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Jim Parker & Arnold Margolin
Universal Home Entertainment presents Alfred Hitchcock Presents, Season Three. Thirty nine episodes on 5 DVDs. Episodes originally broadcasted from Oct. 6. 1957 to June 29, 1958. DVD released Oct. 9, 2007.
During the mid-’50s to the early ’60s, Alfred Hitchcock dominated cinema with Rear Window, North By Northwest, Psycho and The Birds. He also found time to drop by America’s living rooms with Alfred Hitchcock Presents every Sunday night on CBS. While he didn’t direct a majority of the small screen episodes, he acted as host to this anthology series. Hitchcock’s macabre humor made him the creepy version of Walt Disney.
Alfred Hitchcock Presents: Season Three contains the most legendary episode of the series. “Lamb to the Slaughter” has a pregnant woman flip when her cheating husband demands a divorce. She beats him to death. The murder weapon is hidden in an ingenious way. Don’t expect me to give out any real spoilers. This is the episode my Mom always talks about when a certain item is being prepared for dinner. “Lamb to the Slaughter” isn’t merely TV. This is a masterpiece. Barbara Bel Geddes is pitch perfect in her emotions through out the episode. The twisted script is from Roald Dahl (author of Charlie and the Chocolate Factory). Hitchock sat in the director’s chair. The episode’s cinematographer was John L. Russell, who Hitchcock picked to film Psycho. Cinephiles should not snub this as a minor work. “Lamb to the Slaughter” is a vital part of Hitchcock’s amazing run of work during this period. There are other stellar episodes in season three, but after “Lamb,” they’re gravy.
“The Glass Eye” features Jessica Tandy and a really young William Shatner. She falls under the strange power of a ventriloquist and his dummy. She quits her job and follows the performer around the country. Was she the original Deadhead? Her devotion forces her to uncover the evil secret of the act. There will be no spoiling the identity of the surprise guest star.
“The Mail Order Prophet”? has Jack Klugman and E.G. Marshall playing stock brokers at a Manhattan office. Marshall gets weird mail from a client who claims he can predict the future. He falls under the power of the predictions. He makes a healthy profit betting on the future. Klugman fears his office mate is following for a scam. Marshall takes an amazing risk when the big vision of the tomorrow arrives in an envelope. Klugman and Marshal are golden as they master the acting and reacting moments.
“The Perfect Crime” is perfectly cast with Vincent Price and James Gregory discussing what Vincent thinks is the perfect crime. The twist comes when it turns out that one of the two will soon be the victim of the perfect crime. Hitchcock also directed this episode. He had a good vision of what to do with Vincent. Shame they didn’t team up for a feature film during this period.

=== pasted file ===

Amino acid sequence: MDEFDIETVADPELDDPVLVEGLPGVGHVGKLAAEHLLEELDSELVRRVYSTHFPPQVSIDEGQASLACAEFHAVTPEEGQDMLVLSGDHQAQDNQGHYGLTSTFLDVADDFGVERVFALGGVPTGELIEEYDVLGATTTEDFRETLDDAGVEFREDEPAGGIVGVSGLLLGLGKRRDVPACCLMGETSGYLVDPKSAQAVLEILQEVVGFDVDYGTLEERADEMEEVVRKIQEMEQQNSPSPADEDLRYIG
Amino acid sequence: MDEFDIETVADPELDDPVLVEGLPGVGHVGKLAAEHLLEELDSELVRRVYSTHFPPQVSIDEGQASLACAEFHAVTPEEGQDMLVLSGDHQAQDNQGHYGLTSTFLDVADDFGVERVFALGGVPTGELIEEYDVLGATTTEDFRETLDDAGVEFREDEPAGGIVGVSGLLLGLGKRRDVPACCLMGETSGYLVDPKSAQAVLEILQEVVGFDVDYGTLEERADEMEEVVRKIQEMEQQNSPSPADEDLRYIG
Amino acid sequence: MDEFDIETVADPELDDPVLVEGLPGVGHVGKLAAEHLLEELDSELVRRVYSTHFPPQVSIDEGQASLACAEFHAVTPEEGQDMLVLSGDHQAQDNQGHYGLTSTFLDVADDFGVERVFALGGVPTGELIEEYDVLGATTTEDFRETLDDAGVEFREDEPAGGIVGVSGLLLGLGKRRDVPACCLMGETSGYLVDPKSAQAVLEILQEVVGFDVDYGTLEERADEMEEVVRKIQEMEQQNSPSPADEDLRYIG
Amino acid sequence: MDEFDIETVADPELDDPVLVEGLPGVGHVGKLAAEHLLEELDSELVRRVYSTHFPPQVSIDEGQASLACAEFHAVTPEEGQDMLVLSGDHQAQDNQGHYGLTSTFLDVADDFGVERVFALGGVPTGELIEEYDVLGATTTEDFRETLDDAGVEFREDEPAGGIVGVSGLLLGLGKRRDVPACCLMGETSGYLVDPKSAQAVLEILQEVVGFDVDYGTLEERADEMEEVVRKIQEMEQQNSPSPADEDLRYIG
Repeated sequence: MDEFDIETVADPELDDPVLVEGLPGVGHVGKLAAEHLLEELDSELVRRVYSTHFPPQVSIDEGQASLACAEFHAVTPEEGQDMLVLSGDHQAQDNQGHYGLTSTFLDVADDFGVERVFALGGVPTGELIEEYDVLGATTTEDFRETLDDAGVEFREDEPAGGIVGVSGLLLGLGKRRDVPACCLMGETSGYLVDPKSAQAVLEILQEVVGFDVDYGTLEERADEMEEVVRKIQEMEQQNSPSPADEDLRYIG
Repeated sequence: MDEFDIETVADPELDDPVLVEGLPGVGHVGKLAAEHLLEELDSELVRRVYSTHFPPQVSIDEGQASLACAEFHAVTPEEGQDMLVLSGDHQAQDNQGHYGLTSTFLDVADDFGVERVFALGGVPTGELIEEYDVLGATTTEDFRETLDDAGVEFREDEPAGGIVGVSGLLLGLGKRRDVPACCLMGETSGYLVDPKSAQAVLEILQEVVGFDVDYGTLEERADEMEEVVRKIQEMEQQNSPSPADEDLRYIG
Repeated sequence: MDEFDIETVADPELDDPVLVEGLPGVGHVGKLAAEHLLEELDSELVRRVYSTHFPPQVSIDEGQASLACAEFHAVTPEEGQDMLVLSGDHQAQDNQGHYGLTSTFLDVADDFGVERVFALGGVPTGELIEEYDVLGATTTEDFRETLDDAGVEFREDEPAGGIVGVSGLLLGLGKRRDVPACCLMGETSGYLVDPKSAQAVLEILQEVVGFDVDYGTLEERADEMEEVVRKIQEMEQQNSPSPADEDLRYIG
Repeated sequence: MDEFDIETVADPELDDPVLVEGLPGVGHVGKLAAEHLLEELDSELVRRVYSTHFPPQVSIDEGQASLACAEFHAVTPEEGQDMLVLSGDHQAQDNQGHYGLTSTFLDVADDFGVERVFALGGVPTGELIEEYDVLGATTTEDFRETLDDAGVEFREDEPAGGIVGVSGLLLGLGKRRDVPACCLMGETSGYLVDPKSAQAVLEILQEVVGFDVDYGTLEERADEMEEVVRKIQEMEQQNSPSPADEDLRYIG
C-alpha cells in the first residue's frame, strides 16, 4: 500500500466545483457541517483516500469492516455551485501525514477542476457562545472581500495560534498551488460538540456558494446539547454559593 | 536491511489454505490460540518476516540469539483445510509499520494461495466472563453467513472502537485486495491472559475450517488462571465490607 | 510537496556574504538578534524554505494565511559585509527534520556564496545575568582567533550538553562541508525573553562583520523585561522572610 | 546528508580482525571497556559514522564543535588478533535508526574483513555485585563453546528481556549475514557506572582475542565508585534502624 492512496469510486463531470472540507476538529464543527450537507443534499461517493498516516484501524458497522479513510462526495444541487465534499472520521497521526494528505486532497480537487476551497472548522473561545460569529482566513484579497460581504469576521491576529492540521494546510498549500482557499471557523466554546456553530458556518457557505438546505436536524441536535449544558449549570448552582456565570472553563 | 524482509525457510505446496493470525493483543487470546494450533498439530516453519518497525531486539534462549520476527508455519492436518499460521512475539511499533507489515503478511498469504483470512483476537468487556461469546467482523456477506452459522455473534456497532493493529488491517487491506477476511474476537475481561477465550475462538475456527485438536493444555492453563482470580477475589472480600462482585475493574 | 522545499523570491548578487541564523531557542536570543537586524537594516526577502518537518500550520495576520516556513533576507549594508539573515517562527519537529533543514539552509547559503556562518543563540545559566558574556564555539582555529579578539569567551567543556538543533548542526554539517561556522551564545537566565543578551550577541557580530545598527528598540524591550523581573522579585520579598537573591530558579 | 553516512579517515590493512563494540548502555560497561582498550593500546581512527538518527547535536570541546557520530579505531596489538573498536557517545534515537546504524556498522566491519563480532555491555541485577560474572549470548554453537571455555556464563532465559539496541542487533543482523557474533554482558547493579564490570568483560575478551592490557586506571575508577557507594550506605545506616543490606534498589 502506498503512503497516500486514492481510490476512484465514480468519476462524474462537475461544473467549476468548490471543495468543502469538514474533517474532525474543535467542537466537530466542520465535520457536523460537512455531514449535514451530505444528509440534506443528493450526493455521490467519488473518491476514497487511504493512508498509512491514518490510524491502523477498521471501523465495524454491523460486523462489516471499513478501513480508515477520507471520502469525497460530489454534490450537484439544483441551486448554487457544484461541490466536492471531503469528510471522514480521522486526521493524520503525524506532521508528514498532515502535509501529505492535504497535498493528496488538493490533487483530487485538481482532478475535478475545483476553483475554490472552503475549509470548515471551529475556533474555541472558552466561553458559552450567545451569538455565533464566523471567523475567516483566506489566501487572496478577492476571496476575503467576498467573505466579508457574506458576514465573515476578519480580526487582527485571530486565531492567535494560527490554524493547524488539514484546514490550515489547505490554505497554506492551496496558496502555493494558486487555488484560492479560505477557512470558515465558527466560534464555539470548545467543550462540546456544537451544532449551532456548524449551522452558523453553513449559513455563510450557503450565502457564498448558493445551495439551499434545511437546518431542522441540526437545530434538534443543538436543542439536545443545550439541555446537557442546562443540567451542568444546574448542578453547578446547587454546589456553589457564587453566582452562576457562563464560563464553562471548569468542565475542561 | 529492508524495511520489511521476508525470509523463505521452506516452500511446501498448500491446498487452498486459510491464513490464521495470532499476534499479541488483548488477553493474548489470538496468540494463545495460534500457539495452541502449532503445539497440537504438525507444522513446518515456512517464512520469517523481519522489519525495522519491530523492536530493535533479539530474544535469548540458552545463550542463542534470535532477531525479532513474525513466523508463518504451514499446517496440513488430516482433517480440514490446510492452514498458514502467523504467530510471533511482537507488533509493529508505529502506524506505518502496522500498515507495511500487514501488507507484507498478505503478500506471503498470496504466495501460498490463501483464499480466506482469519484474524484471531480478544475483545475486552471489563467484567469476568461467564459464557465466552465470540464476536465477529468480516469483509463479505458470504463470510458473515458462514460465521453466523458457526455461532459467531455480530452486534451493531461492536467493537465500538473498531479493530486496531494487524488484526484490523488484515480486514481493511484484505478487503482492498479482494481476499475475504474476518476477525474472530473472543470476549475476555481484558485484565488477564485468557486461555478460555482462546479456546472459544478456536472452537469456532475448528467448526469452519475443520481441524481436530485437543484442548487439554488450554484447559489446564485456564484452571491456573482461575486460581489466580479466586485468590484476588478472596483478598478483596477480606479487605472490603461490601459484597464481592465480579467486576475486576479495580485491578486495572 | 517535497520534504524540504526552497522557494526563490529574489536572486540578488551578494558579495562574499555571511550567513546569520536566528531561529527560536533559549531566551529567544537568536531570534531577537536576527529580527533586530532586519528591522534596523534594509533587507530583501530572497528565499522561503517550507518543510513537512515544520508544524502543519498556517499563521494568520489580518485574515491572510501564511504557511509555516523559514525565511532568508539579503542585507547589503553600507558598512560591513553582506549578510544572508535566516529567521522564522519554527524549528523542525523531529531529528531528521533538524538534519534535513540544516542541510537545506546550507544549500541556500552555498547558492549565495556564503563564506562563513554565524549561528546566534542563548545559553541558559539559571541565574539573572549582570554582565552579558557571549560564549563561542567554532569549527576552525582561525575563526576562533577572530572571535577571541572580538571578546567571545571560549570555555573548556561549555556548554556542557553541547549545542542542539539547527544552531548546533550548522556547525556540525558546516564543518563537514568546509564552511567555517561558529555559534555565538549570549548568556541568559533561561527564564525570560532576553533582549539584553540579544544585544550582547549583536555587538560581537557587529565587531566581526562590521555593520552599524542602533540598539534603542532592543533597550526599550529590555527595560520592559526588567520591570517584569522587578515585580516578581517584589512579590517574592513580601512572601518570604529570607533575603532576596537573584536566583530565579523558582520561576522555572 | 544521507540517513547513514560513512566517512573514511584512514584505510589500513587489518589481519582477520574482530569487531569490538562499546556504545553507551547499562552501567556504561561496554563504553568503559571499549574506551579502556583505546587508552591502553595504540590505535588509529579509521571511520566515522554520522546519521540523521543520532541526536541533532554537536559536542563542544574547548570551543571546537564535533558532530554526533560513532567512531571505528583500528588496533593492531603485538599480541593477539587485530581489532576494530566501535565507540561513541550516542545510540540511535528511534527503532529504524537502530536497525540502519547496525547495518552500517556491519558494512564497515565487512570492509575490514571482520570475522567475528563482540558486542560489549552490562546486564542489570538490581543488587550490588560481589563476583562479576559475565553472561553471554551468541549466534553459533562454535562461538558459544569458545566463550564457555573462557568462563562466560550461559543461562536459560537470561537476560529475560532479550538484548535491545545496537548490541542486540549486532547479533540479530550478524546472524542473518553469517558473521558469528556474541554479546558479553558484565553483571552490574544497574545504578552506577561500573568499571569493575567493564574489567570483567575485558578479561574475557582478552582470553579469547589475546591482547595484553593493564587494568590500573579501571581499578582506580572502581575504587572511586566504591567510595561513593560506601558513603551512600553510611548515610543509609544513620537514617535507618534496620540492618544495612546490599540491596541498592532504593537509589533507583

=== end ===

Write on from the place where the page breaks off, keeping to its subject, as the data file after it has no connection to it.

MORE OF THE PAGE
“The Diplomatic Corpse” sends us South of the border with George Peppard and Peter Lorre. Peppard and his wife get into a major mess when her mother dies in the backseat during the drive to Mexico. This would normally be bad enough, but then their car’s stolen. When the car is recovered, the mother’s body was missing. Peppard hires Lorre to find the room temperature mother. “Listen, Listen…!” is a gem about an old man who wants to talk to the authorities about the recent deaths of three women. He thinks he has a clue about the stocking killer, but nobody wants to listen to him. Their deafness will lead to another body being found in coming days.
In the late ’50s, a family could spend Sunday nights watching Walt Disney Presents and Alfred Hitchcock Presents. These shows gave two countering perspectives of America. Uncle Walt comforted America with family entertainment filled with wholesome characters. Uncle Alfred reminded us that America is populated with people who are capable of doing very bad things even if they were good nearly every minute of their life. Wonder whose view is more accurate? The episodes of Alfred Htichcock Presents seem even more real than ever before. If you take a film studies course on Hitchcock and “Lamb to the Slaughter” isn’t in the syllabus, get your money back. The instructor is clueless when it comes to the director. Use that “educational” money you saved to purchase Alfred Hitchcock Presents: Season Three.
“The Glass Eye,” “The Mail Order Prophet,” “The Perfect Crime,” “Heart of Gold,” “The Silent Witness,” “Reward to Finder,” “Enough Rope for Two,” “The Last Request,” “The Young One,” “The Diplomatic Corpse,” “The Deadly,” “Miss Paisley’s Cat,” “Night of the Execution,” “The Percentage,” “Together,” “Sylvia,” “The Motive,” “Miss Bracegirdle Does Her Duty,” “The Equalizer,” “On the Nose,” “Guest for Breakfast,” “The Return of the Hero,” “The Right Kind of House,” “Foghorn,” “Flight to the East,” “Bull in a China Shop,” “The Disappearing Trick,” “Lamb to the Slaughter,” “Fatal Figures,” “Death Sentence,” “Festive Season,” “Listen, Listen. . . !,” “Post Mortem,” “The Crocodile Case,” “A Dip in the Poole,” “The Safe Place,” “The Canary Sedan,” “Impromptu Murder” and “Little White Frock.”
The picture is 1.33:1. While the film has been cleaned up, there’s scratches on a few episodes. Since the series is in black and white, the scratches aren’t as annoying.
The soundtrack is in Mono. The subtitles are in English.
|The DVD Lounge’s Ratings for Alfred Hitchcock Presents: Season Three
||RATING(OUT OF 10)
||9(NOT AN AVERAGE)|
The Inside Pulse
If you’re curious about Alfred Hitchcock Presents, the third season is the best one for you to explore. “Lamb to the Slaughter” is better than any CSI episode.